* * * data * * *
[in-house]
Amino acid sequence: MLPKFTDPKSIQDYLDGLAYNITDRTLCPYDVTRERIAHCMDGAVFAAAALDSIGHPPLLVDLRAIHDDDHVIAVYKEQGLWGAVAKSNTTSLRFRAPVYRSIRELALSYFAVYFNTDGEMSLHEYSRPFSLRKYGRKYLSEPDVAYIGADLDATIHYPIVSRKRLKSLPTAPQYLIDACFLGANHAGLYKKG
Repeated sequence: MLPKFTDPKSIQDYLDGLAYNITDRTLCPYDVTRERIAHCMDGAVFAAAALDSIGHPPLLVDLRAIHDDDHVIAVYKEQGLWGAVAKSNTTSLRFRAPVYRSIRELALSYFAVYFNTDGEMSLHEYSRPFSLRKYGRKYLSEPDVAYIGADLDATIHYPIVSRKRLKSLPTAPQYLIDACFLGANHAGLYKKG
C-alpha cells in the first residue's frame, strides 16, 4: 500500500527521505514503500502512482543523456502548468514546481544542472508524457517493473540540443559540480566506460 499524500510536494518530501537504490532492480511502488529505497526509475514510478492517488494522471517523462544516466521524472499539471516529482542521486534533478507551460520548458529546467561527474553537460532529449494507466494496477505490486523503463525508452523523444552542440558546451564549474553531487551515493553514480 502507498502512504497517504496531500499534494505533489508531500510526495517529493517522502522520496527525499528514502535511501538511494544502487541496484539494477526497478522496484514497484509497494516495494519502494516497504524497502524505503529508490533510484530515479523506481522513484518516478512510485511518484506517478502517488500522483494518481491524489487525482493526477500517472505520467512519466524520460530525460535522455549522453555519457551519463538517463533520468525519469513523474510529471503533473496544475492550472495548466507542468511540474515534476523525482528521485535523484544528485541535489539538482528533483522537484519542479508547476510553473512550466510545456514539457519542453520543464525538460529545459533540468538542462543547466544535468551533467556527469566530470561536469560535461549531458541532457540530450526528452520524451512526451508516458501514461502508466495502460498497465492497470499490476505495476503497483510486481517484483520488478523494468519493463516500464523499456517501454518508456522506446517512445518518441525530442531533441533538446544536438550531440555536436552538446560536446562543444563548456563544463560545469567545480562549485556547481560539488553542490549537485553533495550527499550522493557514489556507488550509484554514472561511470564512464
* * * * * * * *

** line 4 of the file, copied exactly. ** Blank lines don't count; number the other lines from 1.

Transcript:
C-alpha cells in the first residue's frame, strides 16, 4: 500500500527521505514503500502512482543523456502548468514546481544542472508524457517493473540540443559540480566506460 499524500510536494518530501537504490532492480511502488529505497526509475514510478492517488494522471517523462544516466521524472499539471516529482542521486534533478507551460520548458529546467561527474553537460532529449494507466494496477505490486523503463525508452523523444552542440558546451564549474553531487551515493553514480 502507498502512504497517504496531500499534494505533489508531500510526495517529493517522502522520496527525499528514502535511501538511494544502487541496484539494477526497478522496484514497484509497494516495494519502494516497504524497502524505503529508490533510484530515479523506481522513484518516478512510485511518484506517478502517488500522483494518481491524489487525482493526477500517472505520467512519466524520460530525460535522455549522453555519457551519463538517463533520468525519469513523474510529471503533473496544475492550472495548466507542468511540474515534476523525482528521485535523484544528485541535489539538482528533483522537484519542479508547476510553473512550466510545456514539457519542453520543464525538460529545459533540468538542462543547466544535468551533467556527469566530470561536469560535461549531458541532457540530450526528452520524451512526451508516458501514461502508466495502460498497465492497470499490476505495476503497483510486481517484483520488478523494468519493463516500464523499456517501454518508456522506446517512445518518441525530442531533441533538446544536438550531440555536436552538446560536446562543444563548456563544463560545469567545480562549485556547481560539488553542490549537485553533495550527499550522493557514489556507488550509484554514472561511470564512464